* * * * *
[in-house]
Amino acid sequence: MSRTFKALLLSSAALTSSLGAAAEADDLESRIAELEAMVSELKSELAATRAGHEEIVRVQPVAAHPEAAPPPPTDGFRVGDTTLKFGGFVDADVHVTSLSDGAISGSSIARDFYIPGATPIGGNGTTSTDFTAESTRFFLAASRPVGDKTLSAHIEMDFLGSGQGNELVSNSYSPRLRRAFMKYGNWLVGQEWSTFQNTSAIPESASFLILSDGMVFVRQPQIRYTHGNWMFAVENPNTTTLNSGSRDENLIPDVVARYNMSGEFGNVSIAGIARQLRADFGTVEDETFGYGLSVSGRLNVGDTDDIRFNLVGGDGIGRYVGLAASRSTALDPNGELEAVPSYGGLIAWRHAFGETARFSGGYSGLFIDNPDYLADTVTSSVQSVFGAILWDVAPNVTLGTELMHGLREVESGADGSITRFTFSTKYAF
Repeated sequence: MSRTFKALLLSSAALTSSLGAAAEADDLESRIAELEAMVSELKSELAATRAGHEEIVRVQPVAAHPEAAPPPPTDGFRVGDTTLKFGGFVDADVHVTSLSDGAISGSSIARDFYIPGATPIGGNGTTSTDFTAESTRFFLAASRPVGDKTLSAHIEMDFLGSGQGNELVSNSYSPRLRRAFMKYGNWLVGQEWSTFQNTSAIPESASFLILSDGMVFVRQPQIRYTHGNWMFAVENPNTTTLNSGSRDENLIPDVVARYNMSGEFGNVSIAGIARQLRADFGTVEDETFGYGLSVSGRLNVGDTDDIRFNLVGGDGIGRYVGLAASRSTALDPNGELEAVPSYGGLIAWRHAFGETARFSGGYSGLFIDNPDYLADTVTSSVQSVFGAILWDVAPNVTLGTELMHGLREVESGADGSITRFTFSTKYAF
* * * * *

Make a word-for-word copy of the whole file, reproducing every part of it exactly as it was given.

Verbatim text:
[in-house]
Amino acid sequence: MSRTFKALLLSSAALTSSLGAAAEADDLESRIAELEAMVSELKSELAATRAGHEEIVRVQPVAAHPEAAPPPPTDGFRVGDTTLKFGGFVDADVHVTSLSDGAISGSSIARDFYIPGATPIGGNGTTSTDFTAESTRFFLAASRPVGDKTLSAHIEMDFLGSGQGNELVSNSYSPRLRRAFMKYGNWLVGQEWSTFQNTSAIPESASFLILSDGMVFVRQPQIRYTHGNWMFAVENPNTTTLNSGSRDENLIPDVVARYNMSGEFGNVSIAGIARQLRADFGTVEDETFGYGLSVSGRLNVGDTDDIRFNLVGGDGIGRYVGLAASRSTALDPNGELEAVPSYGGLIAWRHAFGETARFSGGYSGLFIDNPDYLADTVTSSVQSVFGAILWDVAPNVTLGTELMHGLREVESGADGSITRFTFSTKYAF
Repeated sequence: MSRTFKALLLSSAALTSSLGAAAEADDLESRIAELEAMVSELKSELAATRAGHEEIVRVQPVAAHPEAAPPPPTDGFRVGDTTLKFGGFVDADVHVTSLSDGAISGSSIARDFYIPGATPIGGNGTTSTDFTAESTRFFLAASRPVGDKTLSAHIEMDFLGSGQGNELVSNSYSPRLRRAFMKYGNWLVGQEWSTFQNTSAIPESASFLILSDGMVFVRQPQIRYTHGNWMFAVENPNTTTLNSGSRDENLIPDVVARYNMSGEFGNVSIAGIARQLRADFGTVEDETFGYGLSVSGRLNVGDTDDIRFNLVGGDGIGRYVGLAASRSTALDPNGELEAVPSYGGLIAWRHAFGETARFSGGYSGLFIDNPDYLADTVTSSVQSVFGAILWDVAPNVTLGTELMHGLREVESGADGSITRFTFSTKYAF